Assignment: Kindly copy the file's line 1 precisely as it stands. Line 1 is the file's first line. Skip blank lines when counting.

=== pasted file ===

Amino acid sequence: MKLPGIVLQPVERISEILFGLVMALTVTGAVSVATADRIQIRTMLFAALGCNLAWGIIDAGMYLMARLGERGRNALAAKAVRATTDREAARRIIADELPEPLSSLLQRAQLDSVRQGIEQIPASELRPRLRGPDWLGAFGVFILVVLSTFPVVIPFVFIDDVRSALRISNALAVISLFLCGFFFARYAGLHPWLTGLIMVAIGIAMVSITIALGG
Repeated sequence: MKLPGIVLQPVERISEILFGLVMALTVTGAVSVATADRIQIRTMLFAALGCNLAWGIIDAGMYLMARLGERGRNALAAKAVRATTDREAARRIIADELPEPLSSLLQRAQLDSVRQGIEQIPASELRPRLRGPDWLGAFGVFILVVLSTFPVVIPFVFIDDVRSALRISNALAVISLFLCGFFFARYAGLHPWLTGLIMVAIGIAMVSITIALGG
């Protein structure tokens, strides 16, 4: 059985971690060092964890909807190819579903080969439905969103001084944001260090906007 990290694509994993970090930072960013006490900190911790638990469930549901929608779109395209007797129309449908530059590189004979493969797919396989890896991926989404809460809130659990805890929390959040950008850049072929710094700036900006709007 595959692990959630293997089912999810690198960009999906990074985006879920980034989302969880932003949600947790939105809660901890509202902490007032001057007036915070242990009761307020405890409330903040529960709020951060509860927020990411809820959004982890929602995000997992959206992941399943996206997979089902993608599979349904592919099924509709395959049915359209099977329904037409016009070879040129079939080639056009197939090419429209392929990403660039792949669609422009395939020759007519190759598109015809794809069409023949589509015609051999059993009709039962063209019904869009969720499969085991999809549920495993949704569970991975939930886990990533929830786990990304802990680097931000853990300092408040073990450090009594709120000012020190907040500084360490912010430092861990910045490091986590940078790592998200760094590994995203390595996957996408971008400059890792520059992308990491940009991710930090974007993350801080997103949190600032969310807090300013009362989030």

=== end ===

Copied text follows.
Amino acid sequence: MKLPGIVLQPVERISEILFGLVMALTVTGAVSVATADRIQIRTMLFAALGCNLAWGIIDAGMYLMARLGERGRNALAAKAVRATTDREAARRIIADELPEPLSSLLQRAQLDSVRQGIEQIPASELRPRLRGPDWLGAFGVFILVVLSTFPVVIPFVFIDDVRSALRISNALAVISLFLCGFFFARYAGLHPWLTGLIMVAIGIAMVSITIALGG